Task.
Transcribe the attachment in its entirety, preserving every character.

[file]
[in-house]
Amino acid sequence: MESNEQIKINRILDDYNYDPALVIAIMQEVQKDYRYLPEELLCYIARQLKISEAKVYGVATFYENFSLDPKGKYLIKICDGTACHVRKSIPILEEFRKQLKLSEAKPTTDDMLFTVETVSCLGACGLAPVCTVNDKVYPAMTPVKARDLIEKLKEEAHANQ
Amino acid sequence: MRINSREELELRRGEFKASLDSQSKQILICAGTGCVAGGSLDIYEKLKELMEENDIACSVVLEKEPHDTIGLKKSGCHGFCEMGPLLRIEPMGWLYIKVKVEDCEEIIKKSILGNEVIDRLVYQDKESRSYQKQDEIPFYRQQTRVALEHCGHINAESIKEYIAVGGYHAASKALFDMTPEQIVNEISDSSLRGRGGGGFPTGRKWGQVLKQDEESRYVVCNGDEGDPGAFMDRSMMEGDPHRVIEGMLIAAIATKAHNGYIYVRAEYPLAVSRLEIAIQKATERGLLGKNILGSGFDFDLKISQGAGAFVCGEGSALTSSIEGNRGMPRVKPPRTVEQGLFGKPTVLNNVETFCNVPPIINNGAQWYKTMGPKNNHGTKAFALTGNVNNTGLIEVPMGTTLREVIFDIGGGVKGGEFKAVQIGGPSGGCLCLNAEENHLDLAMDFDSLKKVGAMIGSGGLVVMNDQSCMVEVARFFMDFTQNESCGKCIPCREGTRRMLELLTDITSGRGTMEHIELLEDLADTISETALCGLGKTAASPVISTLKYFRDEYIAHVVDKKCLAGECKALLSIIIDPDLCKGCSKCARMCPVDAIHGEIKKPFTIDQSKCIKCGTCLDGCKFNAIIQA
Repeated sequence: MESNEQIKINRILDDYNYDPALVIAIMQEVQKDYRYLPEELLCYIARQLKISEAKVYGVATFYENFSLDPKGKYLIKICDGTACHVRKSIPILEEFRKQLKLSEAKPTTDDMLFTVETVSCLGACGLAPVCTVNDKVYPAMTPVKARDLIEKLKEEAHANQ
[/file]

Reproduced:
[in-house]
Amino acid sequence: MESNEQIKINRILDDYNYDPALVIAIMQEVQKDYRYLPEELLCYIARQLKISEAKVYGVATFYENFSLDPKGKYLIKICDGTACHVRKSIPILEEFRKQLKLSEAKPTTDDMLFTVETVSCLGACGLAPVCTVNDKVYPAMTPVKARDLIEKLKEEAHANQ
Amino acid sequence: MRINSREELELRRGEFKASLDSQSKQILICAGTGCVAGGSLDIYEKLKELMEENDIACSVVLEKEPHDTIGLKKSGCHGFCEMGPLLRIEPMGWLYIKVKVEDCEEIIKKSILGNEVIDRLVYQDKESRSYQKQDEIPFYRQQTRVALEHCGHINAESIKEYIAVGGYHAASKALFDMTPEQIVNEISDSSLRGRGGGGFPTGRKWGQVLKQDEESRYVVCNGDEGDPGAFMDRSMMEGDPHRVIEGMLIAAIATKAHNGYIYVRAEYPLAVSRLEIAIQKATERGLLGKNILGSGFDFDLKISQGAGAFVCGEGSALTSSIEGNRGMPRVKPPRTVEQGLFGKPTVLNNVETFCNVPPIINNGAQWYKTMGPKNNHGTKAFALTGNVNNTGLIEVPMGTTLREVIFDIGGGVKGGEFKAVQIGGPSGGCLCLNAEENHLDLAMDFDSLKKVGAMIGSGGLVVMNDQSCMVEVARFFMDFTQNESCGKCIPCREGTRRMLELLTDITSGRGTMEHIELLEDLADTISETALCGLGKTAASPVISTLKYFRDEYIAHVVDKKCLAGECKALLSIIIDPDLCKGCSKCARMCPVDAIHGEIKKPFTIDQSKCIKCGTCLDGCKFNAIIQA
Repeated sequence: MESNEQIKINRILDDYNYDPALVIAIMQEVQKDYRYLPEELLCYIARQLKISEAKVYGVATFYENFSLDPKGKYLIKICDGTACHVRKSIPILEEFRKQLKLSEAKPTTDDMLFTVETVSCLGACGLAPVCTVNDKVYPAMTPVKARDLIEKLKEEAHANQ